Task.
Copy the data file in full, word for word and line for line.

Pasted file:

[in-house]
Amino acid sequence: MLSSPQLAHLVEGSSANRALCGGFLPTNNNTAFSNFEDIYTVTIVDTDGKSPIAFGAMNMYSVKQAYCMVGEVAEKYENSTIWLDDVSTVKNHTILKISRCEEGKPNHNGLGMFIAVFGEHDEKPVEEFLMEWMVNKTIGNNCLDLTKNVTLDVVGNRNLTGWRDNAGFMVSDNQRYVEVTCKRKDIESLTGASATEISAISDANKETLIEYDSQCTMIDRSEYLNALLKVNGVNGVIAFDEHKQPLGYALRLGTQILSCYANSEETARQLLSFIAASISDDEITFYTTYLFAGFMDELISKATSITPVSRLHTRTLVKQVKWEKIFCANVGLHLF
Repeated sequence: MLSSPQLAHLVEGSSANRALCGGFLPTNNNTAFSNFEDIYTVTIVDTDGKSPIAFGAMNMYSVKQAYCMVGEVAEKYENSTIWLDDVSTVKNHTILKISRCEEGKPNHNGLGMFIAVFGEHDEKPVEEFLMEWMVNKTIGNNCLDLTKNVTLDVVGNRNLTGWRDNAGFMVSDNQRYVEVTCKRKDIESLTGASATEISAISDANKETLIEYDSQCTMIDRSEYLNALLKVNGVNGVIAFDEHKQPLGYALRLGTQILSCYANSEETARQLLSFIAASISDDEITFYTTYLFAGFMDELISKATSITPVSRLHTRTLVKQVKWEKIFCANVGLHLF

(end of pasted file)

[in-house]
Amino acid sequence: MLSSPQLAHLVEGSSANRALCGGFLPTNNNTAFSNFEDIYTVTIVDTDGKSPIAFGAMNMYSVKQAYCMVGEVAEKYENSTIWLDDVSTVKNHTILKISRCEEGKPNHNGLGMFIAVFGEHDEKPVEEFLMEWMVNKTIGNNCLDLTKNVTLDVVGNRNLTGWRDNAGFMVSDNQRYVEVTCKRKDIESLTGASATEISAISDANKETLIEYDSQCTMIDRSEYLNALLKVNGVNGVIAFDEHKQPLGYALRLGTQILSCYANSEETARQLLSFIAASISDDEITFYTTYLFAGFMDELISKATSITPVSRLHTRTLVKQVKWEKIFCANVGLHLF
Repeated sequence: MLSSPQLAHLVEGSSANRALCGGFLPTNNNTAFSNFEDIYTVTIVDTDGKSPIAFGAMNMYSVKQAYCMVGEVAEKYENSTIWLDDVSTVKNHTILKISRCEEGKPNHNGLGMFIAVFGEHDEKPVEEFLMEWMVNKTIGNNCLDLTKNVTLDVVGNRNLTGWRDNAGFMVSDNQRYVEVTCKRKDIESLTGASATEISAISDANKETLIEYDSQCTMIDRSEYLNALLKVNGVNGVIAFDEHKQPLGYALRLGTQILSCYANSEETARQLLSFIAASISDDEITFYTTYLFAGFMDELISKATSITPVSRLHTRTLVKQVKWEKIFCANVGLHLF